Johanna Somers | The Day Connecticut 

Hartford – Two similar bills that would create a Connecticut Port Authority are moving through the legislature with the goal of developing Connecticut’s niche exports and finding more import opportunities for the state.

The authority would be tasked with increasing cargo movements, marketing the ports and coordinating capital funding. Connecticut’s deepwater ports – New London, Bridgeport and New Haven – currently bring in less than 2 million tons of cargo and export less than 1 million tons annually.

“We are never going to compete with the New Yorks and New Jerseys,” said state Sen. Andrew Maynard, D-Stonington. “Those are enormous and historic (ports). We are talking about improving our market standing by getting people out there who can hustle and let people know there might be some more economic ports in Connecticut.”

One of the bills, House Bill 5575, will be called to a vote Tuesday in the Commerce Committee, while the other, House Bill 5289, has already passed the Transportation Committee and is headed to the floor of the House of Representatives.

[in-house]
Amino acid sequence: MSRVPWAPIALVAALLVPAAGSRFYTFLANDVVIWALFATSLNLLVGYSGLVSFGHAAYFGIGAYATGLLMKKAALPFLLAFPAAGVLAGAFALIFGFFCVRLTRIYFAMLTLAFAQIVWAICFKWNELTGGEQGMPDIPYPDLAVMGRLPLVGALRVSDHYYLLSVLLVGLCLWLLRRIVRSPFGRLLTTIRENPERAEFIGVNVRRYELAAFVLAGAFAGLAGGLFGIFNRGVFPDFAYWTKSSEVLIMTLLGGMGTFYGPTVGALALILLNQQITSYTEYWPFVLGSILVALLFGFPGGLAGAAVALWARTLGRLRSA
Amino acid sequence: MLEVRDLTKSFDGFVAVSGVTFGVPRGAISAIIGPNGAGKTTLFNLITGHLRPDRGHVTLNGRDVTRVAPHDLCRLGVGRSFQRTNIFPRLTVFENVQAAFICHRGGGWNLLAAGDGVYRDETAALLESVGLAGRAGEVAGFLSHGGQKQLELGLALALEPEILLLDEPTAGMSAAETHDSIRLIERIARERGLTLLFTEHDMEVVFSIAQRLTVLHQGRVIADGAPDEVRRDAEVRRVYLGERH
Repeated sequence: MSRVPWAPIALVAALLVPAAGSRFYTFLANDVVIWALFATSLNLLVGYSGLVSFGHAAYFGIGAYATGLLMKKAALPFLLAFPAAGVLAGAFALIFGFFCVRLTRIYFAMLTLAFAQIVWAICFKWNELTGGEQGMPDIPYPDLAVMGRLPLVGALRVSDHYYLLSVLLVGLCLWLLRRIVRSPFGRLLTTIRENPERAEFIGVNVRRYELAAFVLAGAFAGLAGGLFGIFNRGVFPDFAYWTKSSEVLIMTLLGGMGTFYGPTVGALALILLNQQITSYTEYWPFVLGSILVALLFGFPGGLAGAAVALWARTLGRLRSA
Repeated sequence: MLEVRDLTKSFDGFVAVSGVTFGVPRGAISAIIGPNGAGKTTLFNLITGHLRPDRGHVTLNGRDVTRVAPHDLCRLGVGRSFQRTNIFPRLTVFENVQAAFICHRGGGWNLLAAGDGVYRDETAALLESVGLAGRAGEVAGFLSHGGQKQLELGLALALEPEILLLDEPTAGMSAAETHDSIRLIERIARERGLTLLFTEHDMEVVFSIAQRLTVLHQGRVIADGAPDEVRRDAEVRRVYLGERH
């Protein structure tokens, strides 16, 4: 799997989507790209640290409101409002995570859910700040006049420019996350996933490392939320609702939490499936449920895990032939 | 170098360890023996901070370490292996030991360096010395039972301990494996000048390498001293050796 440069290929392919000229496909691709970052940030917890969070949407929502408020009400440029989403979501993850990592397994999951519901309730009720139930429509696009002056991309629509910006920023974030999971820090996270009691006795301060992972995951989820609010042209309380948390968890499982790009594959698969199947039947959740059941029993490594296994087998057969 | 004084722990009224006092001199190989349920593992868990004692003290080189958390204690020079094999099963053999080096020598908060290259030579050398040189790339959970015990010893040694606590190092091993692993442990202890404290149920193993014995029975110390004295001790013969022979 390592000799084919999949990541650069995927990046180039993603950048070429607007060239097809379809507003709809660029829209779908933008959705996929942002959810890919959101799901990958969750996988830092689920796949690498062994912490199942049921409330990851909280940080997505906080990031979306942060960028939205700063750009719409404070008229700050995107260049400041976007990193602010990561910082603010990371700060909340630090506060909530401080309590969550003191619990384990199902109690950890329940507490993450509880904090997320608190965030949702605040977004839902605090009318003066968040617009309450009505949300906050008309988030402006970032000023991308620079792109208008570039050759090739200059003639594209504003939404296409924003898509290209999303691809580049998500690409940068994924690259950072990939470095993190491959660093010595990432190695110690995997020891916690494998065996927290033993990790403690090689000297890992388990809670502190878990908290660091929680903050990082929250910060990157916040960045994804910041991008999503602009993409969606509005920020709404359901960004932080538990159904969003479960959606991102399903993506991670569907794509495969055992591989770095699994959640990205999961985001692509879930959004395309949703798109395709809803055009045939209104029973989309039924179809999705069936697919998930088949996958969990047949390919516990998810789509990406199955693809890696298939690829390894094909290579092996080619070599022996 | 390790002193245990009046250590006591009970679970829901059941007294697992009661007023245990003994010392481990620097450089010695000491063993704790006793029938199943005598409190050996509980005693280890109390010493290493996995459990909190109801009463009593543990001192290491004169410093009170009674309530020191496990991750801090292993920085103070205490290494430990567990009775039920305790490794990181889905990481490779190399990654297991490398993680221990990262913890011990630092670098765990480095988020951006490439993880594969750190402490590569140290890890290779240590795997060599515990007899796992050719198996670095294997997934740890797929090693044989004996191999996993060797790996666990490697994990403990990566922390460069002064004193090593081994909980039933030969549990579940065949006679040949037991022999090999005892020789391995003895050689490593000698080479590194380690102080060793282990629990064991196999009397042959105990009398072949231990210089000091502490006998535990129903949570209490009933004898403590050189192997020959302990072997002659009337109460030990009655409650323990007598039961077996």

The Transportation Committee bill is nearly identical to a bill passed by the state Senate last year but never voted on in the House. Maynard said the bill should pass in the Senate again and that the speaker of the House, Brendan Sharkey, D-Hamden, supports it.

The governor’s budget office doesn’t support either of the bills as written but would like to continue discussing the issue with legislators. A spokesman for the state’s Department of Economic and Community Development said the department looks forward to working on this issue, but more planning and analysis are needed.

On Thursday, a spokesman for Gov. Dannel P. Malloy, Peter Yazbak, said, “The governor is committed to finding an approach that puts an appropriate structure in place – one that allows us to market and coordinate activity among our ports and that helps them reach their full economic potential.” {….}